For those that don’t know, DNF stands for Did Not Finish. This post was very nearly about that, but in the end I Did Not Did Not Finish.
It was the last swim of the BLDSA calendar at Kings Lynn and I was looking forward to it – a 4.5km lap swim (3 x 1.5km) and an even more relaxed and friendly atmosphere as it was the last swim.
Life stuff got in the way a bit to slightly disrupt plans (poorly son), but soon I was off to Kings Lynn being directed to the wrong venue by the satnav. A slightly panicky dash to the right venue and all was fine. Time to chat, register, chat, get changed, chat, have the briefing, chat and then get in the water. It was chilly, but manageable and soon we were off.
The first part of the lap was down river and directly into the sun. I thought I’d started well and kept to the left-ish side of the river towards where I believed the turning buoy was. I felt strong and was enjoying it.
After a few minutes of swimming I looked up and saw people way over to my right. Ok, I’ll drift that way over the next few minutes, no problem. Next time I looked up and couldn’t see anyone in front of me on my current trajectory, but a group of people to my left. This was starting to get annoying!
I drifted back to the left and tried to swim in the pack so that I didn’t have to sight any more, but even that was tough as I seemed to either swim into someone with one stroke and then be 5 metres away (and out of easy eyesight) with the next stroke. The water wasn’t very clear, so there was no underwater sighting possible and I just struggle to sight with my poor eysight – it takes me two or three consecutive sighting strokes to be able to gather enough information to be sure of anything.
Fortunately I was able to stick with this small group and they led me to the turning buoy – they became involuntary Labradors!
Swimming the other way was a bit easier as it wasn’t into the sun, but boy did it take a long time. I made the mistake of looking at my watch and by the time I would have expected to have completed a full lap I wasn’t even 2/3rds done. What was wrong with me? I finally completed the first lap and set off for the second and the group was now just me and a female swimmer a couple of metres away.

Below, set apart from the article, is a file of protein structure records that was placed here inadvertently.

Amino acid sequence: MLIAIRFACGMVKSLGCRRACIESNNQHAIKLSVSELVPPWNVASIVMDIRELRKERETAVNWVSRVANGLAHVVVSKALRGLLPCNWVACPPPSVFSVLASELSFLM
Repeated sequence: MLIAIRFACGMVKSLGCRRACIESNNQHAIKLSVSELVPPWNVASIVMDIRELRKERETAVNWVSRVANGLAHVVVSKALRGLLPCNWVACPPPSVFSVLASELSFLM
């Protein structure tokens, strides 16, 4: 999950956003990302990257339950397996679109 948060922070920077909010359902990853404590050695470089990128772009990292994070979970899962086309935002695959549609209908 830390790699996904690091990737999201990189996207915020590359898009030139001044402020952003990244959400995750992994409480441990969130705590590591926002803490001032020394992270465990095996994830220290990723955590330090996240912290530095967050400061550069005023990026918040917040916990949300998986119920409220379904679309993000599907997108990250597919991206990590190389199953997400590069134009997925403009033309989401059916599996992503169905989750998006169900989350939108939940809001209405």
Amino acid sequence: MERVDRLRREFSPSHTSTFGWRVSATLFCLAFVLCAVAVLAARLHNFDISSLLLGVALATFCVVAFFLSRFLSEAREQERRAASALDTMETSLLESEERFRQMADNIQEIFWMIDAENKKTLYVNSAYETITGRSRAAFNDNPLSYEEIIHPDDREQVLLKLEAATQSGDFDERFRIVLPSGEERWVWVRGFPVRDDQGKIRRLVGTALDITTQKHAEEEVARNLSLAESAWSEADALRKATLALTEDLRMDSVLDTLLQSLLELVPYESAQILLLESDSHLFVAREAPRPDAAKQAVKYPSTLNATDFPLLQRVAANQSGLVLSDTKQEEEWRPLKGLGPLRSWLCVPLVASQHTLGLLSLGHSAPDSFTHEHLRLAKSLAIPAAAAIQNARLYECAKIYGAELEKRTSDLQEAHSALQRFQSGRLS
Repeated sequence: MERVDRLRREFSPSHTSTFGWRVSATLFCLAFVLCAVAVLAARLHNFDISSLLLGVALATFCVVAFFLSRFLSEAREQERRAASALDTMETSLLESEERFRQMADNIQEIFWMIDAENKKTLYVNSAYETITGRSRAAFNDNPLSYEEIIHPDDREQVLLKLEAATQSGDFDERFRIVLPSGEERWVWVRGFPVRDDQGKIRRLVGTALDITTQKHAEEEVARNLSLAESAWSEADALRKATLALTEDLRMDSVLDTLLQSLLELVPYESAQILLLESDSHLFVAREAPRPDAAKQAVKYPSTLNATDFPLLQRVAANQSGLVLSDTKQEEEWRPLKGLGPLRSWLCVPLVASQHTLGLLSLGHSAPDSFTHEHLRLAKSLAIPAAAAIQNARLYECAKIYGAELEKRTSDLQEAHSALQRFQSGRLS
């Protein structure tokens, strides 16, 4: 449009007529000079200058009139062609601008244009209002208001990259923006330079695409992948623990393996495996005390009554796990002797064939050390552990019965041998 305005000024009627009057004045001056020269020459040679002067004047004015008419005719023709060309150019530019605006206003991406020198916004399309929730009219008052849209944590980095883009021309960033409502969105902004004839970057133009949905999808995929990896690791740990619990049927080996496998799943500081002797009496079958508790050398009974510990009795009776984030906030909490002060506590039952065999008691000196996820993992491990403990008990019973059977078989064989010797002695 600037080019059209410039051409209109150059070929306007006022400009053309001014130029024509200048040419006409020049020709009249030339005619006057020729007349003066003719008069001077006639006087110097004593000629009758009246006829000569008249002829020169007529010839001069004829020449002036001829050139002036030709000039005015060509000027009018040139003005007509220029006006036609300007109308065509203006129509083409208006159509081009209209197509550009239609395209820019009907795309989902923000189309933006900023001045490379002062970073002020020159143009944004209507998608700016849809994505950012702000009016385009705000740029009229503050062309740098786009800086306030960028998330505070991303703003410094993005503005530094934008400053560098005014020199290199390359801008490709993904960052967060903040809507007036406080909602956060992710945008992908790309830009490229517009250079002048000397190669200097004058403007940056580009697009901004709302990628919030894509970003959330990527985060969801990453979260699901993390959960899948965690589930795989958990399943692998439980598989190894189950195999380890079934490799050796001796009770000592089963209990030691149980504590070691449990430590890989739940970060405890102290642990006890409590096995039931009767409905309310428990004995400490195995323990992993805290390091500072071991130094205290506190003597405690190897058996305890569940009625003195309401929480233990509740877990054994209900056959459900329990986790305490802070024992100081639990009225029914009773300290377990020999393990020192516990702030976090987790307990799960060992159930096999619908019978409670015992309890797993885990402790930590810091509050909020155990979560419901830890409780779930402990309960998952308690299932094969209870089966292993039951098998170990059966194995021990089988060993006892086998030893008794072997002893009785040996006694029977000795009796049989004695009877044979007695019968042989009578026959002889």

The sighting on the second lap was a little easier – as much to do with familiarity as anything else, but the pace still felt veeerrrry slooooooow. And I wasn’t enjoying it.
I wasn’t not enjoying it either, but it just wasn’t ‘fun’. I was starting to feel the cold a bit, again, nothing unmanageable, but it was clearly chilly; I was getting fed up of swimming in a zig zag pattern; my pace was really annoying me; and to be perfectly honest I’d lost the desire. The actual swimming bit was nice, it was the whole ‘event’ around it that I’d had enough of.
And actually I realised that I had had enough – and you know what, I could stop. So I spent the next few minutes exploring that decision. How would it feel to have a DNF? It wouldn’t be because of injury, or hypothermia, or the conditions, it would be because I just didn’t feel like carrying on. And as I thought about it, I realised that that is probably the best reason for a DNF – I was taking care of myself instead of pushing when it wasn’t there. I was saving myself physically and mentally for future challenges and keeping the passion intact. Yep, I could cope with a DNF.
As I neared the end of the second lap and my planned stopping point two concerns now reared their heads. 1) I needed to pee – and I needed to do it now and in the water so I could get up and walk out with no worries about it happening then!; 2) I didn’t want me stopping to put off the woman I was swimming with. Fortunately these two coincided as I slowed down to pee, she got just in front.
Right there’s the buoy. I’m not going to call my number out. I’m just going to make the throat slitting gesture and swim to the bank. A DNF, but I can live with it.
Wait! What’s that he’s saying? I listened closely as information was being relayed to the woman in front – “A shorter lap for the final one… Don’t do that extra loop there…” And for some reason I carried on.
I actually enjoyed the third lap. I almost knew where I was going. I picked up my pace. And it was almost fun again.
And it turns out I wasn’t that slow after all – the course, even with the shorter final lap, was 7km and not 4.5km!
Although it was that cold as I discovered as I joined Margaret, my aunt, my Windermere support crew x2 and currently a slow breaststroke swimmer, for the final section of her swim. Swimming at a pace that was unnaturally slow for me meant that the cold really got in and I was quite shivery for a while. But nothing two cups of tea and three delicious slices of cake (thank to whoever made that) couldn’t fix.
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Even though it turned out to be 7km, I’m only counting it as 1 mile towards my Aspire Challenge. 22 miles, in 22 days, in 22 venues – you can donate here: https://www.justgiving.com/patrickJPRaspire/.
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